Here is a video showing a big abscess being drained:



Just to remind you that the gum boil is still one of the stages of a tooth abscess. If you leave it untreated it will slowly start to spread and eventually cause your face to swell up.


This is a picture of what the facial swelling can potentially look like:


dental abscess with facial swelling
Credit: Egoite

If your face happens to swell up like the picture above, you will be experiencing a lot of pain. How can swelling of that size not cause you pain in the first place?


Therefore, it is quite interesting in that gum boils go through cycles of pain and no pain. When it first appears it can be painful but once it pops, it'll not be painful. However, if you decide to leave it untreated the infection can spread and cause your face to swell up and then you'll be in pain once again!


The moral of the story is that you should not ignore it nor should you leave it alone. You should seek prompt medical attention even if it does not hurt you at the moment. It can always start to hurt you later on down the road so you might as well have it addressed now while it is not bothering you.



Takeaway

Gum boils are interesting in that they can be painful and also not be painful. It all depends on whether it is draining or not. The pain that stems from it is mostly from feeling the abscess build up and consequently the pressure increases in your jaw with nowhere to go.


If the pimple pops, a lot of that pressure can be relieved, thus offering you momentary pain relief. Nonetheless, it does not mean that you should leave it alone once it does pop on its own because the infection could worsen and cause you pain once again.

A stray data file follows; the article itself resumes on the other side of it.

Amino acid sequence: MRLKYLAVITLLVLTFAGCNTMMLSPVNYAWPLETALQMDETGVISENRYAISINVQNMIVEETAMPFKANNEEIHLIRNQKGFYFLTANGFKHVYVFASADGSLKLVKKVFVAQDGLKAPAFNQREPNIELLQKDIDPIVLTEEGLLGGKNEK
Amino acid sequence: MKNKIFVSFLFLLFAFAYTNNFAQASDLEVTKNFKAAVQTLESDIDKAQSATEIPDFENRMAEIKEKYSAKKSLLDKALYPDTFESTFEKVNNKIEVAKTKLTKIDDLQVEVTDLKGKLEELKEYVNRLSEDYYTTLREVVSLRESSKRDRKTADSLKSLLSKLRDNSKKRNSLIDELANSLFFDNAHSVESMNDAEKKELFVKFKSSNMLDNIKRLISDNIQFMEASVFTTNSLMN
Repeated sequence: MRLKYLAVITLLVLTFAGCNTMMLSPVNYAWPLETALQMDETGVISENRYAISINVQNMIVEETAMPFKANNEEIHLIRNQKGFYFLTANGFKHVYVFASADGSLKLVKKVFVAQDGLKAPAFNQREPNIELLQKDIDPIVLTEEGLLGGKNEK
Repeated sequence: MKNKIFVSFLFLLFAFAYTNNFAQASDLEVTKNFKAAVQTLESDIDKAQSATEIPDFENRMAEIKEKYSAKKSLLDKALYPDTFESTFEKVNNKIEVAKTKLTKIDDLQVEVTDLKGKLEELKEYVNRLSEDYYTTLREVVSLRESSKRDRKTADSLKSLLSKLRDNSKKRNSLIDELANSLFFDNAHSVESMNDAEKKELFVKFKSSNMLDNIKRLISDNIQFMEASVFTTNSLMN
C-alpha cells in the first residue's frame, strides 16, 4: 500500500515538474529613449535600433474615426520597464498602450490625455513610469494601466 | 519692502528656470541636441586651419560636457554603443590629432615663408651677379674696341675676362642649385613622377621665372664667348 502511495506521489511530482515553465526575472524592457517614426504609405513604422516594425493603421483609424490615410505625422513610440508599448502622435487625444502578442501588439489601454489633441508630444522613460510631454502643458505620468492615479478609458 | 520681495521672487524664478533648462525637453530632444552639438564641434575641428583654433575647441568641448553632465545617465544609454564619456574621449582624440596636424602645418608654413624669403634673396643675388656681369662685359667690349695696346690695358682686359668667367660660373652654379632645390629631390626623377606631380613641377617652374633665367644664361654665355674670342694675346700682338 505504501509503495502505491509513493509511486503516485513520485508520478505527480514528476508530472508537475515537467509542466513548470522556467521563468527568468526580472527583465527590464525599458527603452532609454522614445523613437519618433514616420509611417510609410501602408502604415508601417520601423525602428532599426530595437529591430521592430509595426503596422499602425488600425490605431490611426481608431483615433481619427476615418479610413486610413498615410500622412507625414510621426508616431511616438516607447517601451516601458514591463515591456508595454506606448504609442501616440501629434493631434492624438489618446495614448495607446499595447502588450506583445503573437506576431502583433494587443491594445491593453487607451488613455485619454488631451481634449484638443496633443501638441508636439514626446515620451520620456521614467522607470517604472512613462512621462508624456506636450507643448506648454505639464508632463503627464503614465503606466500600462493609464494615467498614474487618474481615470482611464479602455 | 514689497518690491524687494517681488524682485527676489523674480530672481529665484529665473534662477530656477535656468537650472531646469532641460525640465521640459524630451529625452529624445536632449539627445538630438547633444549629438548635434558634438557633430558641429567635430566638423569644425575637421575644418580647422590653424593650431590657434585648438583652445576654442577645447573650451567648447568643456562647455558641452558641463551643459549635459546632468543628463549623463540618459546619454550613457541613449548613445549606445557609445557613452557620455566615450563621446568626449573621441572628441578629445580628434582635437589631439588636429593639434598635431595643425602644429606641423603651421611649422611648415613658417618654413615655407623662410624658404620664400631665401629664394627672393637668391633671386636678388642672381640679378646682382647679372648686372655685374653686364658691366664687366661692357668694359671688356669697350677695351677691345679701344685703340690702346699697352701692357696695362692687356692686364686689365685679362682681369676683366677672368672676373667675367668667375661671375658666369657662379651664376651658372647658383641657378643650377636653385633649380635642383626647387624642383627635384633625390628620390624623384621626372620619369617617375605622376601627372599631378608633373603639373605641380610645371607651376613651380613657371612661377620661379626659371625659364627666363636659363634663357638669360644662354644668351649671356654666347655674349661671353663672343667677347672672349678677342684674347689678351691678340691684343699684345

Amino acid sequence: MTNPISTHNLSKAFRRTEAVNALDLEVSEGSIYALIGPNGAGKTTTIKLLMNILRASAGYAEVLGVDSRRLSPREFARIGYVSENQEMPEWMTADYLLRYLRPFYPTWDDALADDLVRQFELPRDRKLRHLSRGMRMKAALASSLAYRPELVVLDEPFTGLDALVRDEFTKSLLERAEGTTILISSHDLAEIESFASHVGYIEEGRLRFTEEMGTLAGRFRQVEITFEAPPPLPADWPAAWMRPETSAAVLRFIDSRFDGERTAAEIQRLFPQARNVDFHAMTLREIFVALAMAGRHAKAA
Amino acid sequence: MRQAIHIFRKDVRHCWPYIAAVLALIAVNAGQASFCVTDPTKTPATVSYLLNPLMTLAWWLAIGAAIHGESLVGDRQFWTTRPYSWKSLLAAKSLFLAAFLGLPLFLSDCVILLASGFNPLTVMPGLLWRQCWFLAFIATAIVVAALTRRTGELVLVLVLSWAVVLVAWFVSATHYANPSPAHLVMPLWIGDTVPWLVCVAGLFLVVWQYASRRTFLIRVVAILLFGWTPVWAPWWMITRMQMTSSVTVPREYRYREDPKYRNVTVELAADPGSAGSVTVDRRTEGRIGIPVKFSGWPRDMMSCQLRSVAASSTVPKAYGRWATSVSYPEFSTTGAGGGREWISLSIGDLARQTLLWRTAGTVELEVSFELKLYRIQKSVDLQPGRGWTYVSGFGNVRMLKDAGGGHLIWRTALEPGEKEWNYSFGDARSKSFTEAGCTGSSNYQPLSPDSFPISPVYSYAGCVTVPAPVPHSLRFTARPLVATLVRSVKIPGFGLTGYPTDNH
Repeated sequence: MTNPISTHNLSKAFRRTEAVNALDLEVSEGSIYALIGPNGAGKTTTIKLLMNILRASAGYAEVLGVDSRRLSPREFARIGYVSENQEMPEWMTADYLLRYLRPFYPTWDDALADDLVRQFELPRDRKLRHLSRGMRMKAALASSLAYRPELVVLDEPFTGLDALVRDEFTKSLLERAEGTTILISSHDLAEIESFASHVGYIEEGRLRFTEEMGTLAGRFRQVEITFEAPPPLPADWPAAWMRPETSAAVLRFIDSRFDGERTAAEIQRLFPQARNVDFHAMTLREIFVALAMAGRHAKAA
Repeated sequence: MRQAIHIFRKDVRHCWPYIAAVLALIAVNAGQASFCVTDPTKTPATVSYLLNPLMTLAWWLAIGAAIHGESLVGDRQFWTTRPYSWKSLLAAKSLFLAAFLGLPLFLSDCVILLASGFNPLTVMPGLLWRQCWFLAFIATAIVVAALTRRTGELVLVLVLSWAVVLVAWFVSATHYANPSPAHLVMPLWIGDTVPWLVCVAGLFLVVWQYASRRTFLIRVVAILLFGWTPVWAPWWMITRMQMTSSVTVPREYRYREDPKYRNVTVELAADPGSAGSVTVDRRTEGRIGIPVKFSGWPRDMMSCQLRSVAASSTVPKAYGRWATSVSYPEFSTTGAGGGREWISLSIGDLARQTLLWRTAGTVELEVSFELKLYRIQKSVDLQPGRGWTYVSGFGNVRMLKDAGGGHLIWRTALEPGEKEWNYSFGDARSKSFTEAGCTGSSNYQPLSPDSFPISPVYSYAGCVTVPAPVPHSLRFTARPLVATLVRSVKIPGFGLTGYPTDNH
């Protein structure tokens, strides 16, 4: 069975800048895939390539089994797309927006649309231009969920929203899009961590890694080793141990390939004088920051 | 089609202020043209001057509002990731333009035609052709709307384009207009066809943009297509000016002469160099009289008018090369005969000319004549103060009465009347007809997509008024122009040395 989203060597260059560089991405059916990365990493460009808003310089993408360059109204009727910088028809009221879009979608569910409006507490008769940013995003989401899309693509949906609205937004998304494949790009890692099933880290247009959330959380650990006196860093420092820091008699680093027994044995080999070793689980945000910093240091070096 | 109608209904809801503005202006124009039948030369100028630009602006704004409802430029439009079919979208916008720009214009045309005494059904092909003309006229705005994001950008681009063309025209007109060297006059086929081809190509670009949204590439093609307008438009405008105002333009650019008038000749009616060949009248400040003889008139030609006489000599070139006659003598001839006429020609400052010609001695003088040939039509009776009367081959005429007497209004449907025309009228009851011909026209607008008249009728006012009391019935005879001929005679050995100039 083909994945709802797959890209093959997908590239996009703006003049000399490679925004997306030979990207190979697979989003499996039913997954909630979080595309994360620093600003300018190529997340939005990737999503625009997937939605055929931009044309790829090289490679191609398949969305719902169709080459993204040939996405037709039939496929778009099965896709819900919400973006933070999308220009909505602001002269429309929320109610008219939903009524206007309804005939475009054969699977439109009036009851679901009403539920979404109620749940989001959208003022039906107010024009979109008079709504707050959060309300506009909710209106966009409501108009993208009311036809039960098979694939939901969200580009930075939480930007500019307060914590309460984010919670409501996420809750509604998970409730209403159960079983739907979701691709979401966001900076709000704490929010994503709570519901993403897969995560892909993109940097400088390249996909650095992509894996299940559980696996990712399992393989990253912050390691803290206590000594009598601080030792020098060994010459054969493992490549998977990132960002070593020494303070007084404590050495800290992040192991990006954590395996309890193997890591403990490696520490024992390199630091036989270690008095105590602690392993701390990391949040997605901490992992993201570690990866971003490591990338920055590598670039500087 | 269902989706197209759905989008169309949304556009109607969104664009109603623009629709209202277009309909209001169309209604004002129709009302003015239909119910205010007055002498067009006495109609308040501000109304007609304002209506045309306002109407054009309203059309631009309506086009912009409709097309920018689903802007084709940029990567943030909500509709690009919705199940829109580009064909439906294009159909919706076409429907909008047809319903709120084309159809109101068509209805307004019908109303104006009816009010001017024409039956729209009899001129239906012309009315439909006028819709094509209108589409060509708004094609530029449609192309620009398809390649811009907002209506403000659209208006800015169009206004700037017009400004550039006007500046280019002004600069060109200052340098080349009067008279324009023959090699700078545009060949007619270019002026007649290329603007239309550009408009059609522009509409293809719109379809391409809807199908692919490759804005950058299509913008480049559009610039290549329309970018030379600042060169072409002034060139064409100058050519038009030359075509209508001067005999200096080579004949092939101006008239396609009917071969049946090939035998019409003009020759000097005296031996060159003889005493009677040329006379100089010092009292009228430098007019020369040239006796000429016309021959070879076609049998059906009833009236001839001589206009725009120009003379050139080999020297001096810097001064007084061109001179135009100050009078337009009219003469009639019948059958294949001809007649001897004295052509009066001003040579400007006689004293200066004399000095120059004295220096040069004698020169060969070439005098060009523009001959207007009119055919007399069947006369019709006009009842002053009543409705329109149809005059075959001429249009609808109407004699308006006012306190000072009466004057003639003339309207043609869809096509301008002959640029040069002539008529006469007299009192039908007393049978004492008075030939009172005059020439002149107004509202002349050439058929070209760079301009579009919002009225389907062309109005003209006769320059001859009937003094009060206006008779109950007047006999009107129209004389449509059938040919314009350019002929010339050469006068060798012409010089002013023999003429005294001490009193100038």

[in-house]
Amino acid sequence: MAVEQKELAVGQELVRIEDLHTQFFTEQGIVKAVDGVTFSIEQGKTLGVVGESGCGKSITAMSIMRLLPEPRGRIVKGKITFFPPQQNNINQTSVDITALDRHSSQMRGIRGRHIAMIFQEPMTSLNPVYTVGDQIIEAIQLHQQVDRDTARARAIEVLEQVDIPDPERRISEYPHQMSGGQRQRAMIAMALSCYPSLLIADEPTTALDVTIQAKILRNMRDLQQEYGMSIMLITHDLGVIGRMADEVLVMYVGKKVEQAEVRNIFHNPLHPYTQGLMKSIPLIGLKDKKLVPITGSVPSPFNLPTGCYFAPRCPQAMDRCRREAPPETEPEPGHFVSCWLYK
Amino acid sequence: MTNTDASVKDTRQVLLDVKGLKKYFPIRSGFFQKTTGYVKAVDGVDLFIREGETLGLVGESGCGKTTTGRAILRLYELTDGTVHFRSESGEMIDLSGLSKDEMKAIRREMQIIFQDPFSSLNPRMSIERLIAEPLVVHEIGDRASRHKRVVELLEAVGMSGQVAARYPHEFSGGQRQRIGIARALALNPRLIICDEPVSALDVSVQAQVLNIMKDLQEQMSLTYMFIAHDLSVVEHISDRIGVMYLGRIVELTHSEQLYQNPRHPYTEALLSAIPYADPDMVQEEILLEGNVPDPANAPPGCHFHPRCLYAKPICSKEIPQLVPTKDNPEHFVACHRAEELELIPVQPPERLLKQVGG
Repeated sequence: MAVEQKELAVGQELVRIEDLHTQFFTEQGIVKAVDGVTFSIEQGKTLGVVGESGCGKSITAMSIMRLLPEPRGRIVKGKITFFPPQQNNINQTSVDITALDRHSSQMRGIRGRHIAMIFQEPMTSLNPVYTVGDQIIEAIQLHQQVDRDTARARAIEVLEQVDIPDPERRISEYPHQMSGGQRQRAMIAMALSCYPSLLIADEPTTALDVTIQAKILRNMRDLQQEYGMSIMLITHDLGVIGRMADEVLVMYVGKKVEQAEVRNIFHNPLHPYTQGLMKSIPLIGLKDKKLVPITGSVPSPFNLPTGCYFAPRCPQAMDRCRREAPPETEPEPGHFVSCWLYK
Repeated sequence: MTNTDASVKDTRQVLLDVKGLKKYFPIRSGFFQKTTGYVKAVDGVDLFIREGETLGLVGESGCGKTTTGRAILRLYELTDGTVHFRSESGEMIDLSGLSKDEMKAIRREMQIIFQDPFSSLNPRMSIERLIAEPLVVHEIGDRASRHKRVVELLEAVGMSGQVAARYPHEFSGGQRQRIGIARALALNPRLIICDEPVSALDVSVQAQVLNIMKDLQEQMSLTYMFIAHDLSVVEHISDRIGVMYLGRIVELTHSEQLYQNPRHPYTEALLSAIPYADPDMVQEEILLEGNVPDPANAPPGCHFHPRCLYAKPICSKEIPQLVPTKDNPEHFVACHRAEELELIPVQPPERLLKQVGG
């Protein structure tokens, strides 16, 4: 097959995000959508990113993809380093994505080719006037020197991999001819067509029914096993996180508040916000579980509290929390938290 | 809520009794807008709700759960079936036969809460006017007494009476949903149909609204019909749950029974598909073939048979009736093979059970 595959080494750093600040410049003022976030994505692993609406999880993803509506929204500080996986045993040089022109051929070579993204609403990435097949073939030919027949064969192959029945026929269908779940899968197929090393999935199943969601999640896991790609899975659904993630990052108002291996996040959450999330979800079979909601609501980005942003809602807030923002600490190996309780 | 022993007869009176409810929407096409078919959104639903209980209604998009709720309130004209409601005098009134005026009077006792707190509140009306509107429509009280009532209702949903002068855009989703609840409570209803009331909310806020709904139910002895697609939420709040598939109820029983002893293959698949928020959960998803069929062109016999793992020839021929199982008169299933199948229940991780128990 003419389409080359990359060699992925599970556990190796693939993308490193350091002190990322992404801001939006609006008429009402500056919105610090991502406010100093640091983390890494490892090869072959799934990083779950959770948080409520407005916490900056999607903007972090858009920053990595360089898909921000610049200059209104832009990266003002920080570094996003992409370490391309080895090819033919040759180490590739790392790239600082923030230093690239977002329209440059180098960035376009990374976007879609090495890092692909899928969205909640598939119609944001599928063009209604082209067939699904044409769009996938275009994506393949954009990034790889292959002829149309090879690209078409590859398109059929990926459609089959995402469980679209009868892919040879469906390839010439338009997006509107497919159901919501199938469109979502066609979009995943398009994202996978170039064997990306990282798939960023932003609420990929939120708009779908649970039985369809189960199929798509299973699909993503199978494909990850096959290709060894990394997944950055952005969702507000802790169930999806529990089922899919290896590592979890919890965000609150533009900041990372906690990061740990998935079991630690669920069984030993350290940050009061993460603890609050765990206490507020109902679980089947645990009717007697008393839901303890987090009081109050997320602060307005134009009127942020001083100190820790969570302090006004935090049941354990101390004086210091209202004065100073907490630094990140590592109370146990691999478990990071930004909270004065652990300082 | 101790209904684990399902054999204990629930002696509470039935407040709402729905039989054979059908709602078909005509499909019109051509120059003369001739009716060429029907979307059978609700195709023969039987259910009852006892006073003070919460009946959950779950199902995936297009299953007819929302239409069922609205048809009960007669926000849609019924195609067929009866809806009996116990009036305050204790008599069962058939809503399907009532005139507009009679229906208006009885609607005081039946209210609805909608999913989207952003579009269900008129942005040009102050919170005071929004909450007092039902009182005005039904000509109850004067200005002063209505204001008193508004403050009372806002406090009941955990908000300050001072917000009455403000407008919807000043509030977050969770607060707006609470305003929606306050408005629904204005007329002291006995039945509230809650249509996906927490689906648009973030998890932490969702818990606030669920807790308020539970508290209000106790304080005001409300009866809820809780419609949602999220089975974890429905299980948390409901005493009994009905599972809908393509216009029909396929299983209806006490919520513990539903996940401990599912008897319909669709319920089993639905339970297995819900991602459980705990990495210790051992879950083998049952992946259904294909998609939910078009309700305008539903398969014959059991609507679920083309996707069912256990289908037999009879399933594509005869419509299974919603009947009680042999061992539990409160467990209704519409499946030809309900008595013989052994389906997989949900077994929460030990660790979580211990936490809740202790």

Just by having the boil on your gums drained it does not mean that the infection will be cured. The reason is because the infection is coming from a tooth abscess that stems from the infected nerve. In order to treat it permanently, you'll need to remove the infected nerve via a root canal treatment.


The only person who can do that for you is a dentist so what are you waiting for? You should go make an appointment immediately.

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About the author: Dr David Chen, DDS

Hello, I'm Dr Chen and I'm an actively practicing dentist in Long Island City, NY. I graduated from Columbia University College of Dental Medicine in 2016 but prior to going to dental school I was already working in the dental field. It's been more than a decade since I first got to know dentistry and let me tell you, time flies by quickly. Since then I've developed a fondness for writing, which is how this all got started!

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Medical Disclaimer:

This blog is purely meant for information purposes and should not be used as medical advice. Each situation in your mouth is unique and complex. It is not possible to give advice nor diagnose any oral conditions based on text nor virtual consultations. The best thing to do is to go in person to see your dentist for an examination and consultation so that you can receive the best care possible.

The purpose of all of this oral health information is to encourage you to see your dentist and to inform you of what you may expect during your visit. Due to the unfortunate nature of dentistry, there isn't really any true home remedies that will get rid of dental problems. Roughly 99.99% of them require in-person intervention by a healthcare professional.

Hint: That is the reason why you can't eliminate seeing dentists in your life!